There WAS no security to speak of, that's the point. Here we consumers are, being forced to give out private information so we can use the company's resources, and that company is doing nothing to safe guard this information which could be used to compromise other more important accounts. This is gross negligence. How easy would it be for another amoral company, or country, to steal this information quietly and use it for their gain, without anyone noticing? Lulz announced it on purpose, to get Sony to actually protect its stuff.

Heck, you can encrypt files on your home computer with three or four simple clicks under Windows 7. Sony has no excuse of any sort to leave such important personal data in plain text.

By The Raven on 6/3/2011 10:34:13 AM , Rating: 1
They shouldn't negotiate with terrorists. It gives them credibility

Umm... these attacks give them credibility. Sony is the one without credibility.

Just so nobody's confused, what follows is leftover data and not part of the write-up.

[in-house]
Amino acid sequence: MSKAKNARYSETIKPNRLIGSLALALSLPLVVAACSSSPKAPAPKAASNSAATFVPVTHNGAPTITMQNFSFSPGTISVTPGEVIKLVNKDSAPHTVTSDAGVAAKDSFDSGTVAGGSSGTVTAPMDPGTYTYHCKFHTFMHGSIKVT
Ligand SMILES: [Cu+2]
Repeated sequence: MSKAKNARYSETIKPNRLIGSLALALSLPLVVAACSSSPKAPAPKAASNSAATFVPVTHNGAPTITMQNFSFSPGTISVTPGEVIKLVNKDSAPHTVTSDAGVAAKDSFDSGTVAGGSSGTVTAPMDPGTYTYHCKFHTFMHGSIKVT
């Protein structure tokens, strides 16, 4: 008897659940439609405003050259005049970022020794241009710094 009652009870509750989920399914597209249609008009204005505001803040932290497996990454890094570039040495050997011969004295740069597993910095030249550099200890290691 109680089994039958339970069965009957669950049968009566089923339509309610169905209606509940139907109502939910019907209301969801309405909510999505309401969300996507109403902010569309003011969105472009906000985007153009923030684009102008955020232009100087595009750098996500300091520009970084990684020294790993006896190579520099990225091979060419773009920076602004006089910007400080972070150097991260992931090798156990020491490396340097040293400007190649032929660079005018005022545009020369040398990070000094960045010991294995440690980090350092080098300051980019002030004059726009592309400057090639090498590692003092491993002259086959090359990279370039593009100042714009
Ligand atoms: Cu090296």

Go out there and give 110% while you are at it lol.

By chick0n on 6/3/2011 8:02:11 AM , Rating: 2
why would they need to apologize to them ?

so if some serial killer keep killing people, nobody knows who he/she is, he/she is running loose all the time and challenge everybody with a "catch me if you can," we should beg/apologize to them saying that "oh please don't kill anymore, we're sorry that we're trying to catch you"

Sony is a bitch I know, but that does not mean these people have to right to do all these shit.

What Sony did wrong was they hired a bunch of idiots who can't secure shit. maybe they should hire me instead, I'm sure I know how SQL injection works and I'm sure I will encrypt all passwords and crap.

By dagamer34 on 6/2/2011 7:56:33 PM , Rating: 4
If they ever catch these idiots, expect some jail time.

Just because a company has shitty security doesn't give you the right to hack it for lulz (pun intended).